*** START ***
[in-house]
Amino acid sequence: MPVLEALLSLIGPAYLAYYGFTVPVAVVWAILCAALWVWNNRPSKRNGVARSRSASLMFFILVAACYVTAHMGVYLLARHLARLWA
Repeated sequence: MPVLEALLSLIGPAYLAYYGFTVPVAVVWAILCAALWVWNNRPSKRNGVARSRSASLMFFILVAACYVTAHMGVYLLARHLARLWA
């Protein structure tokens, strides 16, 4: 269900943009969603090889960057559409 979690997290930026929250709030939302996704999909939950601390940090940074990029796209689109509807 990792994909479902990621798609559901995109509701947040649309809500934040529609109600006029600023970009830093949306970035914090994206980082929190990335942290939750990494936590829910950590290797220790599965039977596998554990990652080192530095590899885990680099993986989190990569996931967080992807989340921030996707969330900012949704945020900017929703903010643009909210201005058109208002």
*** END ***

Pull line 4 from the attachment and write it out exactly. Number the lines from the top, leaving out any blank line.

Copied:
């Protein structure tokens, strides 16, 4: 269900943009969603090889960057559409 979690997290930026929250709030939302996704999909939950601390940090940074990029796209689109509807 990792994909479902990621798609559901995109509701947040649309809500934040529609109600006029600023970009830093949306970035914090994206980082929190990335942290939750990494936590829910950590290797220790599965039977596998554990990652080192530095590899885990680099993986989190990569996931967080992807989340921030996707969330900012949704945020900017929703903010643009909210201005058109208002």